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Gaudett Contract Package Worth $200K Annually

February 18th, 2016 · 55 Comments · Analysis and Comment, City Council, Civil Service, Law Enforcement, News and Events

When the City Council votes on a pact with Joe Gaudett transitioning from police chief to supervising a department as a contract worker, it will be asked to approve a three-year package of roughly $125,000 a year that allows him to also access his $78,534 current annual city pension.

Lawyers for the city and Gaudett are examining the finer details of the contract before it’s submitted to the council’s Contracts Committee for review that could be approved by the full legislative body in March.

The genesis of this arrangement goes back to the final days of the mayoralty of Bill Finch who exercised his authority granted by the City Charter appointing Gaudett to a final five-year term. Several sources close to Finch say had Finch been elected to another term it was doubtful he’d have reappointed Gaudett whom many observers say is a strong community face of the police department but not the strongest manager. So Finch’s last-minute appointment was viewed as shoving a middle finger in the face of Ganim who defeated him in last September’s Democratic primary. The defeat was a major personal blow to Finch who had difficulty stomaching his loss to Ganim.

Ganim received strong support on the campaign trail from the police union whose membership butted heads with Gaudett over a series of issues. And in fact Ganim had announced during the campaign he would make a change at the top if elected. Finch’s reappointment of Gaudett forced Ganim to devise a strategy to move out Gaudett. He started by bringing in former Chief Wilbur Chapman as a senior adviser on public safety who started the process to marginalize Gaudett as chief carrying out mayoral directives.

Negotiations ensued with Gaudett to work out a pricey buyout of his contract worth about $700k. When they could not come to terms, discussions centered on Gaudett resigning as chief but accepting a contract position overseeing the Emergency Operations Center reporting to Chapman. As a contract employee Gaudett could continue accepting his annual pension accrued as a result of his police service.

If the City Council approves the deal, it would allow Ganim to slot in his own person in an acting chief capacity such as police confidante Captain A.J. Perez whose public profile has been raised by Ganim. According to the City Charter, following a police chief vacancy, the Civil Service Personnel Director (David Dunn) has 150 days to conduct a test for a permanent chief that could include a written examination or simply oral interviews before a search committee that in the past has been selected by the mayor. A private firm could be brought in to vet and conduct background checks on candidates. The search committee would narrow choices to three finalists. The mayor would appoint a chief from the top three to a five-year term with an option to appoint for another five years. A chief, based on a charter change approved by voters more than 25 years ago, cannot serve for more than 10 years.

Based on past practice it could take a year before a permanent chief is selected.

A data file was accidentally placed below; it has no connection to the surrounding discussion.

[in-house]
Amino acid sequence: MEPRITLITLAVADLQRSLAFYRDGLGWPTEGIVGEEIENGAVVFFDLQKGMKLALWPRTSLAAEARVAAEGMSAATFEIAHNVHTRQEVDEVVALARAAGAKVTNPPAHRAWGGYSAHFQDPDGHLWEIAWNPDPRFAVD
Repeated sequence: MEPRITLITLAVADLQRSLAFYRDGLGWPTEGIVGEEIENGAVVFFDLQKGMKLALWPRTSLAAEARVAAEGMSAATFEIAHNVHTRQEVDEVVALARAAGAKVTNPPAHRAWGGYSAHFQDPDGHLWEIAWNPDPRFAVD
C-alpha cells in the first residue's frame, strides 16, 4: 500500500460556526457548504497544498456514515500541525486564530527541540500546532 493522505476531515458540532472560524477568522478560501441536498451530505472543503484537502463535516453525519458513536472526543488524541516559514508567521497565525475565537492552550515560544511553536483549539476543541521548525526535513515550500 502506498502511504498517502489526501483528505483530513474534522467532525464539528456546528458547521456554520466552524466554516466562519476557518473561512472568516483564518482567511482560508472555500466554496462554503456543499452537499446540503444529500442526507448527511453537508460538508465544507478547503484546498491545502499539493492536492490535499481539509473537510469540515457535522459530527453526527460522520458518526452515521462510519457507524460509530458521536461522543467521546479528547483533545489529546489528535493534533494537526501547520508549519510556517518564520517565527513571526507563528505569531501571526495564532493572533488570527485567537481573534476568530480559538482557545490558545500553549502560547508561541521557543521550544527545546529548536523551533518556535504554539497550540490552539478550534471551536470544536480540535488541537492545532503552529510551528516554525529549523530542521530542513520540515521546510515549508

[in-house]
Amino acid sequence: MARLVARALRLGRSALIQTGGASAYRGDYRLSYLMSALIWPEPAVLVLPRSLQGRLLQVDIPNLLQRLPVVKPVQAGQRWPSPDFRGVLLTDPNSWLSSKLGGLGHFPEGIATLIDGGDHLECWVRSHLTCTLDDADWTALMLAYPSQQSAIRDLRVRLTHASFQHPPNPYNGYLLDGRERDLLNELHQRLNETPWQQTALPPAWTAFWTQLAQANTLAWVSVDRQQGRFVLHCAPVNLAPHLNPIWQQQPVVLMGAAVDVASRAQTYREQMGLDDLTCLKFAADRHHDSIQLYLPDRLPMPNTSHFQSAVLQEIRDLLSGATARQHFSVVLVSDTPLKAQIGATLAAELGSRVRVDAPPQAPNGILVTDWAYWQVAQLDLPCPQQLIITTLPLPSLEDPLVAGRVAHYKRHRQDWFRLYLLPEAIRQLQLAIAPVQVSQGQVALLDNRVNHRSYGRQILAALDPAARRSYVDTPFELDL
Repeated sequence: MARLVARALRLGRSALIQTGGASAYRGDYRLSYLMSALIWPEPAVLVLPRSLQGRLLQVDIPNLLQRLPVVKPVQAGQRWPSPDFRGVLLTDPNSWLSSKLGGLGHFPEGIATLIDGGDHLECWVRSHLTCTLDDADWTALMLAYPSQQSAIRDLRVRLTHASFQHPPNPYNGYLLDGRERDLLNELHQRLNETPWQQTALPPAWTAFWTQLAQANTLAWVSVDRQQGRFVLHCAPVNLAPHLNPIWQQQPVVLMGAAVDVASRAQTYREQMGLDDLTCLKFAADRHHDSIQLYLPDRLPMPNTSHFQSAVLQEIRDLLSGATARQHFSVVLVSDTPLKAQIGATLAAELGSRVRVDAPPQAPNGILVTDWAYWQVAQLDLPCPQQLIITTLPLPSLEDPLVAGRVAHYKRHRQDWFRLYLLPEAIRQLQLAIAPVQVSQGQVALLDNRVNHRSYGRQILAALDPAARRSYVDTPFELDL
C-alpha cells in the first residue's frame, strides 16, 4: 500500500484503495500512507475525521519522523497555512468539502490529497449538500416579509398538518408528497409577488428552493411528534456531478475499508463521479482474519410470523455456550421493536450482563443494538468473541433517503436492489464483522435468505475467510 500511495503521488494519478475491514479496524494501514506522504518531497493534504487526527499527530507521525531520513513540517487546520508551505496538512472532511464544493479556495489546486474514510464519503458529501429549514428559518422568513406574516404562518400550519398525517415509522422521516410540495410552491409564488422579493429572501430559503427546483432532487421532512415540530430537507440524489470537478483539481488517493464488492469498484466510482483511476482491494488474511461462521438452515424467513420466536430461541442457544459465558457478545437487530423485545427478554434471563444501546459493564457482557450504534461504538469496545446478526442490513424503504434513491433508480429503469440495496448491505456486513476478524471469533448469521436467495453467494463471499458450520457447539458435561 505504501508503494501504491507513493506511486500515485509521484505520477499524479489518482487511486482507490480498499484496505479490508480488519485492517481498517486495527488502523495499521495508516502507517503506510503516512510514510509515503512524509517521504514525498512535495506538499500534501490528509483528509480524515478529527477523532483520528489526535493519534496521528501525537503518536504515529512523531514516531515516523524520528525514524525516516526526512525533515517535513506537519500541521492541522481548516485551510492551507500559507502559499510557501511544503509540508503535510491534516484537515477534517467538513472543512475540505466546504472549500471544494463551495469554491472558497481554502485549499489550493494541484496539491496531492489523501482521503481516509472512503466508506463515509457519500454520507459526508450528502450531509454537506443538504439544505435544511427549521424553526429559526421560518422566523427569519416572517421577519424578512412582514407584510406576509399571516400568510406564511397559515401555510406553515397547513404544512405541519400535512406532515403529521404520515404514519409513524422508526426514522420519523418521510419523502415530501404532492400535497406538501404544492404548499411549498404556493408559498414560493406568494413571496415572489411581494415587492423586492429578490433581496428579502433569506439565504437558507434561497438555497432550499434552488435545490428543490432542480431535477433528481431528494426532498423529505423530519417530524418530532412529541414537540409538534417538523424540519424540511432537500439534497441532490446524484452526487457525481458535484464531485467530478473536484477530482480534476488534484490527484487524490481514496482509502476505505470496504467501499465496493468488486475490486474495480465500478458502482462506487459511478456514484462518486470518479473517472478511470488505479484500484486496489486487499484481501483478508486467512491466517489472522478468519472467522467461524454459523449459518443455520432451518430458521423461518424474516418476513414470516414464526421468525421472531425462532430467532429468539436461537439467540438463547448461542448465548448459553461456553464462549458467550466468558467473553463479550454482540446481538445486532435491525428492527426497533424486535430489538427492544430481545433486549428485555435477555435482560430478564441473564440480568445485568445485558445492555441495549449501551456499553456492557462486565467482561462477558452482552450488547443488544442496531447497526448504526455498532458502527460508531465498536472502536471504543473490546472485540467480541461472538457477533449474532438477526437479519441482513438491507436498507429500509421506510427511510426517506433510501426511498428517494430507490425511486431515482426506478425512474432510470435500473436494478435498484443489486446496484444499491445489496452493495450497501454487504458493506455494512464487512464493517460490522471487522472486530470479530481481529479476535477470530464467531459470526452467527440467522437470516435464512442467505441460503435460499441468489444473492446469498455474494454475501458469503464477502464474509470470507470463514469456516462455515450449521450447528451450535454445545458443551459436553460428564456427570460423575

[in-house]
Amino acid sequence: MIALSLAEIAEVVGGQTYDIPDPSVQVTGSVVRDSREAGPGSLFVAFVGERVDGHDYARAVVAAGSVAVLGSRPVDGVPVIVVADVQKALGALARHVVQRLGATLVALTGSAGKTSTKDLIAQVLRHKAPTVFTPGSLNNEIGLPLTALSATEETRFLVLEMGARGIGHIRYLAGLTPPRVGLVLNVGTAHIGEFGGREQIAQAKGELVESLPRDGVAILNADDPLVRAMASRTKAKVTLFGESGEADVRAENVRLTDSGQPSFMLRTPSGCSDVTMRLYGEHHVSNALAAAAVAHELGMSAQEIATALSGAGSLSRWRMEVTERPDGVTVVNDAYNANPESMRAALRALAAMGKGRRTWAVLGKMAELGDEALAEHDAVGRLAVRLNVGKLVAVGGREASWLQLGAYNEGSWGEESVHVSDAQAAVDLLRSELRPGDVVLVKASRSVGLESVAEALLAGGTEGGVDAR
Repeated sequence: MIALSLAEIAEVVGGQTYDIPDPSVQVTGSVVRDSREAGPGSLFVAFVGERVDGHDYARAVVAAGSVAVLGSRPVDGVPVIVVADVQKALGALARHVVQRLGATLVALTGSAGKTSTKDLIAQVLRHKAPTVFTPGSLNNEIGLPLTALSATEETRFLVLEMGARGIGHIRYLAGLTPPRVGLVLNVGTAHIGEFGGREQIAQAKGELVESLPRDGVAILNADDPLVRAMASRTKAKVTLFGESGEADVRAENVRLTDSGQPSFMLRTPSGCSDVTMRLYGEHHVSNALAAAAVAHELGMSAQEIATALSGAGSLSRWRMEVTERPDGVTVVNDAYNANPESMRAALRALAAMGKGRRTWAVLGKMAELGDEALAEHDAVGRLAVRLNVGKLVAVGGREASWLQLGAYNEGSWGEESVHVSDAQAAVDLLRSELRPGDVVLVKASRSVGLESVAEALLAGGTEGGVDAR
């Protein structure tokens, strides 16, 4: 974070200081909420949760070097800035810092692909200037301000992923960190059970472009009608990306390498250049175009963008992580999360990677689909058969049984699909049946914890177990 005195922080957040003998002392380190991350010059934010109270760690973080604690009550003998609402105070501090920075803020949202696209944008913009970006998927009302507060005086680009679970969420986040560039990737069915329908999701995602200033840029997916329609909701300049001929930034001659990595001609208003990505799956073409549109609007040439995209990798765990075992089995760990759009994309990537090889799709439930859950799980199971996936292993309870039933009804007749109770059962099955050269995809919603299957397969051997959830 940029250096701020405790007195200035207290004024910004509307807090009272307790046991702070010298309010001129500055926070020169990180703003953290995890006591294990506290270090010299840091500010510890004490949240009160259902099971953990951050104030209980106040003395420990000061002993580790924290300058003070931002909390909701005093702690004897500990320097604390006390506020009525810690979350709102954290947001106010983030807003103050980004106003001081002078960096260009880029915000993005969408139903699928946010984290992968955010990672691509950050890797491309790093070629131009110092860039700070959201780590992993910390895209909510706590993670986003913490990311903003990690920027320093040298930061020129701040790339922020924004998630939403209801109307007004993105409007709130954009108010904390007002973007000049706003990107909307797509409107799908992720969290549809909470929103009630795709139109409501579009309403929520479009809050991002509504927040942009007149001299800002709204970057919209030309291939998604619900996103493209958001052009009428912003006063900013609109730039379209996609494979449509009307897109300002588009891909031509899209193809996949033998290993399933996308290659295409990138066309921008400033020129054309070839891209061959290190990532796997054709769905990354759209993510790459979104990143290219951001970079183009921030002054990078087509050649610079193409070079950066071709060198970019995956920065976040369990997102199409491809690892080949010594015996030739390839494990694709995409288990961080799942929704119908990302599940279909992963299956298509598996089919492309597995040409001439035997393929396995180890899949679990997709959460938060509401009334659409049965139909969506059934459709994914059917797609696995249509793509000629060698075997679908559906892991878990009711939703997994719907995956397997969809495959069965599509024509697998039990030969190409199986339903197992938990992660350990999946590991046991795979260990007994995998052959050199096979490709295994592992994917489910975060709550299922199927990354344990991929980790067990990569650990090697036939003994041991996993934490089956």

OIB reader Phil Smith, a student of the City Charter, wrote in a related comment article that transitioning Gaudett to a contract employee with associated issues sets a poor precedence that could violate the City Charter. From Smith:

According to your report, Chief Gaudett will resign as Chief and be hired as “a contract worker overseeing a police division such as the Emergency Operations Center reporting to former Chief Wilbur Chapman.” I guess that means the Mayor intends to waive competitive bidding and award him a $375,000 no-bid contract.

Sadly, that would be the least of the problems with that scheme. Just saying someone is a contractor doesn’t make it so. There are clear standards for determining who is an employee and who is a truly independent contractor. A person who is supervising the provision of city services and is supervised by a representative of the city is an employee not a contractor, regardless of what you call them.

The Civil Service provisions of the City Charter clearly require “all positions and offices in the Police Department” (and most other city positions) be in the classified service. I’m not aware of any vacant civil service position that is available for Gaudett to assume. Yes, the Civil Service Commission and the Council could create a new position for him, but under existing civil service rules he still has to finish first on a test in order to be appointed. Unless, of course, the Mayor is planning to circumvent the testing process in order to get his way. Talk about politicizing civil service.

Apparently the plan is to have him report to former Chief Wilbur Chapman. In other words Chapman would be responsible for oversight of a part of the Police Department. That clearly violates Chapter 13, Section 5(a)(1) of the Charter which vests the responsibility–and accountability–for the “administration, supervision and discipline” of the Police Department in the Chief of Police. Legality aside, it is a formula for chaos.

Then there is Chapman’s own position. If the deal is as described, it gives a member of the Mayor’s staff responsibility for managing Gaudett and, by extension, an important part of the Police Department’s operations. That is a horrible precedent.

The problems don’t necessarily end there. A Paoletta-era court decision and the language of the Charter that requires the Mayor to exercise his authority “through the Chief of Police” and not an intermediary as Mayor Paoletta had attempted to do, suggests his current role may violate the Charter.

Finally, where is the money to pay for this deal going to come from? The Mayor and his Finance Director keep telling us the city is in dire financial condition. We all know the Police budget is awash in red ink. Is this expenditure really necessary? Of course not.